Informal employment offers a necessary survival strategy in countries that lack social safety nets, such as unemployment insurance, or where wages and pensions are low, especially in the public sector. In these situations, indicators such as the unemployment rate and time-related underemployment are not sufficient to describe the labour market completely. Statistics on the informal economy are key to assessing the quality of employment in an economy, and are relevant to developing and developed countries alike. 

ILOSTAT indicator description for informality is available at: http://www.ilo.org/ilostat-files/Documents/description_IFL_EN.pdf  

Data Sources and Collection Method

The data for this indicator can be collected through labour force surveys or other nationally representative household surveys with a module on employment. These surveys should have sufficient questions to determine whether the respondent’s job is of formal or informal nature, or the formal or informal nature of the employing establishment. These surveys are conducted by the national statistical offices of countries or the ministries or bureaus of labour.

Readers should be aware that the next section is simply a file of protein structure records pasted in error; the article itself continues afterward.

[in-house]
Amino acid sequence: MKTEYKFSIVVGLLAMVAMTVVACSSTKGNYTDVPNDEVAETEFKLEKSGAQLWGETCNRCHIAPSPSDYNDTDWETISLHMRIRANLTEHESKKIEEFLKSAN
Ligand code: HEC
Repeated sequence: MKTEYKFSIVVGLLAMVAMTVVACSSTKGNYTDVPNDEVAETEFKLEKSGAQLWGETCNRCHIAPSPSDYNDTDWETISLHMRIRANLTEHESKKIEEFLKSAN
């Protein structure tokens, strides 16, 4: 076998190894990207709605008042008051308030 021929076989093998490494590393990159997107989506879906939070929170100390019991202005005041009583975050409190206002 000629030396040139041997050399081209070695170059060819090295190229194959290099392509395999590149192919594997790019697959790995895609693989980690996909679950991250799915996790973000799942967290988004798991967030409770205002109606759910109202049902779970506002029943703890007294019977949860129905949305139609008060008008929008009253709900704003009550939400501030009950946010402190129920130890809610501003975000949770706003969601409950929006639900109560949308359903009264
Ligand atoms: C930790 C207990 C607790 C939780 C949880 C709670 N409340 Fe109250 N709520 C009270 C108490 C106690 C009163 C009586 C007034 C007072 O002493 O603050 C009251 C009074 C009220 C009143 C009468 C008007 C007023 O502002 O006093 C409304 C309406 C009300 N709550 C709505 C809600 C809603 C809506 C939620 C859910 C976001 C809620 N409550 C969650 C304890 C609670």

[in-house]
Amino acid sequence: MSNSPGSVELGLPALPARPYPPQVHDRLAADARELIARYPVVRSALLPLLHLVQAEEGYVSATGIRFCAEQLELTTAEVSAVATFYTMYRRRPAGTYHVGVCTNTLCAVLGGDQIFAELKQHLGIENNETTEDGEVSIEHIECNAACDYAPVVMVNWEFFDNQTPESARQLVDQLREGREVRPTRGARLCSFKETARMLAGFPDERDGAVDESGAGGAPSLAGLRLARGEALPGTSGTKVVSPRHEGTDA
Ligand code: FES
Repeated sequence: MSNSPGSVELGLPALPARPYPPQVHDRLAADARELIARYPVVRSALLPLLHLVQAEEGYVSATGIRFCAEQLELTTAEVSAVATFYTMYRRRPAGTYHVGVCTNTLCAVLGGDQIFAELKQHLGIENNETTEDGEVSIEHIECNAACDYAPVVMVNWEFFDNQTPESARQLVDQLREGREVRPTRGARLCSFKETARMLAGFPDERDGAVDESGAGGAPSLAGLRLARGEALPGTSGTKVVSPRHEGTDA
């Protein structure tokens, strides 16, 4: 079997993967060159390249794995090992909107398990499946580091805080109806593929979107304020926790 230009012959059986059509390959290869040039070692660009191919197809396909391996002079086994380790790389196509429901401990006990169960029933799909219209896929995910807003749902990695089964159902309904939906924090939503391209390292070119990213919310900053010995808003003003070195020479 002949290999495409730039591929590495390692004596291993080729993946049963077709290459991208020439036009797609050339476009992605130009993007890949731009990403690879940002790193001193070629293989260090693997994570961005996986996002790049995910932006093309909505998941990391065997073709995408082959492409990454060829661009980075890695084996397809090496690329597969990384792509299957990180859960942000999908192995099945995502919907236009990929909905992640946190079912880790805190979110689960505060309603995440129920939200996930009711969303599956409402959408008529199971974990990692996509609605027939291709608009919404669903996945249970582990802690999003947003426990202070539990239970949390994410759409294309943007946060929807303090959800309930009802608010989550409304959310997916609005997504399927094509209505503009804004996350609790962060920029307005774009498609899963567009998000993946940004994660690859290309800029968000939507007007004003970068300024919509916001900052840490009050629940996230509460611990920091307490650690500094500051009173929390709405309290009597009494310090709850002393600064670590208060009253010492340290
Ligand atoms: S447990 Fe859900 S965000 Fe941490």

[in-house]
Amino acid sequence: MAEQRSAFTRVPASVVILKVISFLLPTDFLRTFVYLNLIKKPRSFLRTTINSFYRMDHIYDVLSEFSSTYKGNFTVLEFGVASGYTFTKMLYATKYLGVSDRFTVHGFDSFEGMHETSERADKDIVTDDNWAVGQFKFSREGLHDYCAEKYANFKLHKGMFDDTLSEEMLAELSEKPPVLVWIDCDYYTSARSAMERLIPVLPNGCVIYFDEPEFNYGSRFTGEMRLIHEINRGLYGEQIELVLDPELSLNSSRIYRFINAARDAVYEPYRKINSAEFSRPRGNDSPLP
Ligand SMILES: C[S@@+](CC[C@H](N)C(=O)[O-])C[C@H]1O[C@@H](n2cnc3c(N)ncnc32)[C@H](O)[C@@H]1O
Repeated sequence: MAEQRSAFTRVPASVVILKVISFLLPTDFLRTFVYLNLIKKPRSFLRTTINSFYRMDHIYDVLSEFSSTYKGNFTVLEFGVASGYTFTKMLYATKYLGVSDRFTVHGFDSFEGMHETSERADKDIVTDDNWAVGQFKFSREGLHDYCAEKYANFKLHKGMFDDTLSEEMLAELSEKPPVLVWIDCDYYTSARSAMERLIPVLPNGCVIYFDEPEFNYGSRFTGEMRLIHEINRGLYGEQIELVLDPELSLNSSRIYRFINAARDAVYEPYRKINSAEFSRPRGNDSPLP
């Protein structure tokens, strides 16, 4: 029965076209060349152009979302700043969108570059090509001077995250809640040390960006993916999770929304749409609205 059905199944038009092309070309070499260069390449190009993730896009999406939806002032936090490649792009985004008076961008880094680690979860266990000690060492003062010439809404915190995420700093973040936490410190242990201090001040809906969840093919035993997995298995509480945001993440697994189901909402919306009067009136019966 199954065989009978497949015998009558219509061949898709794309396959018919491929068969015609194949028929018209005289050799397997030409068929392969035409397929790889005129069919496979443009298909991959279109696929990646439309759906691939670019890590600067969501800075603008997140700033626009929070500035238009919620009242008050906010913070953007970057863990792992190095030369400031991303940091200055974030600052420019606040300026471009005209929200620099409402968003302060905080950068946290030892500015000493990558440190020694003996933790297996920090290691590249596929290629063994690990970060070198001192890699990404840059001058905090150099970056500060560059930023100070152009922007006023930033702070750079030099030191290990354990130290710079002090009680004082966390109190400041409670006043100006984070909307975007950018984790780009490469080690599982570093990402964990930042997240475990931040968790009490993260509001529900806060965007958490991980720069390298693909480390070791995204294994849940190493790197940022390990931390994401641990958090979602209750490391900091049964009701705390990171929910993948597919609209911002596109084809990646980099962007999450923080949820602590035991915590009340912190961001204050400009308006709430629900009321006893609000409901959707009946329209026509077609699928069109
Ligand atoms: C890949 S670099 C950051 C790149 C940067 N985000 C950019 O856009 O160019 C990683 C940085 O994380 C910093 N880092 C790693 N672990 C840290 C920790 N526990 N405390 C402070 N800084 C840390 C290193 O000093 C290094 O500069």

For information on national practices in terms of questions used to capture data on informality, refer to the ILO report Women and Men in the Informal Economy: A Statistical Picture (Third Edition, 2018).

Method of Computation and Other Methodological Considerations

Computation Method:

The percentage of non-agricultural employment that is informal is calculated as follows: 

Comments and limitations: